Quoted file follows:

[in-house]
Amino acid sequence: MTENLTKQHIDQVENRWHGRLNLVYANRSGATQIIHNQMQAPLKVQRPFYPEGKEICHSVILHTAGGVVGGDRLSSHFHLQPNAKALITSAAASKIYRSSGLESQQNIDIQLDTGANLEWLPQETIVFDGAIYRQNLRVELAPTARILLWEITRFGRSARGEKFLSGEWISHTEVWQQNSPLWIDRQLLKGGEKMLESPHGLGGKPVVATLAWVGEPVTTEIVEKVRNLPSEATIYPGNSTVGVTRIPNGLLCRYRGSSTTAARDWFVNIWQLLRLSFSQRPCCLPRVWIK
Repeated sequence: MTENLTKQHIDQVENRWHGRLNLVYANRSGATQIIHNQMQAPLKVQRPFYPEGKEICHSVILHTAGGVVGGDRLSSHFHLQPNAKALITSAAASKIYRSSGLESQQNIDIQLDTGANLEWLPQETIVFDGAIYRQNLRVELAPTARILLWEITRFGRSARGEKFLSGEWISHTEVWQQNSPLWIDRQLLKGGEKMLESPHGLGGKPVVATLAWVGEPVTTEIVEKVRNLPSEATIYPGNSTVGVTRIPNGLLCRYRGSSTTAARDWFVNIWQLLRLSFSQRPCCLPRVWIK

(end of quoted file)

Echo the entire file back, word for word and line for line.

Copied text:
[in-house]
Amino acid sequence: MTENLTKQHIDQVENRWHGRLNLVYANRSGATQIIHNQMQAPLKVQRPFYPEGKEICHSVILHTAGGVVGGDRLSSHFHLQPNAKALITSAAASKIYRSSGLESQQNIDIQLDTGANLEWLPQETIVFDGAIYRQNLRVELAPTARILLWEITRFGRSARGEKFLSGEWISHTEVWQQNSPLWIDRQLLKGGEKMLESPHGLGGKPVVATLAWVGEPVTTEIVEKVRNLPSEATIYPGNSTVGVTRIPNGLLCRYRGSSTTAARDWFVNIWQLLRLSFSQRPCCLPRVWIK
Repeated sequence: MTENLTKQHIDQVENRWHGRLNLVYANRSGATQIIHNQMQAPLKVQRPFYPEGKEICHSVILHTAGGVVGGDRLSSHFHLQPNAKALITSAAASKIYRSSGLESQQNIDIQLDTGANLEWLPQETIVFDGAIYRQNLRVELAPTARILLWEITRFGRSARGEKFLSGEWISHTEVWQQNSPLWIDRQLLKGGEKMLESPHGLGGKPVVATLAWVGEPVTTEIVEKVRNLPSEATIYPGNSTVGVTRIPNGLLCRYRGSSTTAARDWFVNIWQLLRLSFSQRPCCLPRVWIK